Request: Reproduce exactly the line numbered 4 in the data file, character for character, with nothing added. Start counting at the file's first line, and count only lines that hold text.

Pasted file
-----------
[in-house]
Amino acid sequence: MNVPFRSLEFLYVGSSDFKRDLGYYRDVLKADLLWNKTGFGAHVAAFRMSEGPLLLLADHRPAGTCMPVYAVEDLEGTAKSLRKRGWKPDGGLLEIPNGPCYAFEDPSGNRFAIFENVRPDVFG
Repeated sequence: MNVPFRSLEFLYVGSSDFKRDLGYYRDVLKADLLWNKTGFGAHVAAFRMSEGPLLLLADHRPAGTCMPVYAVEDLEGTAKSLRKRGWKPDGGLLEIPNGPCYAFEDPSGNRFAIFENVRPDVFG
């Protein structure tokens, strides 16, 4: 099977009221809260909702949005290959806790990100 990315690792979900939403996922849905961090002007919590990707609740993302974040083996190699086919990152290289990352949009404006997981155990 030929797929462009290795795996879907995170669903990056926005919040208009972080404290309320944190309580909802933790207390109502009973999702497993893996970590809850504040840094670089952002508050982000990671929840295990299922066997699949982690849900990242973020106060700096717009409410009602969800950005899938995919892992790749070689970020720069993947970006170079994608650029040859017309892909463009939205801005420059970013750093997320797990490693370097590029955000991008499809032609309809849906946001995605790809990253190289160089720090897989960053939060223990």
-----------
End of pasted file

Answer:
């Protein structure tokens, strides 16, 4: 099977009221809260909702949005290959806790990100 990315690792979900939403996922849905961090002007919590990707609740993302974040083996190699086919990152290289990352949009404006997981155990 030929797929462009290795795996879907995170669903990056926005919040208009972080404290309320944190309580909802933790207390109502009973999702497993893996970590809850504040840094670089952002508050982000990671929840295990299922066997699949982690849900990242973020106060700096717009409410009602969800950005899938995919892992790749070689970020720069993947970006170079994608650029040859017309892909463009939205801005420059970013750093997320797990490693370097590029955000991008499809032609309809849906946001995605790809990253190289160089720090897989960053939060223990």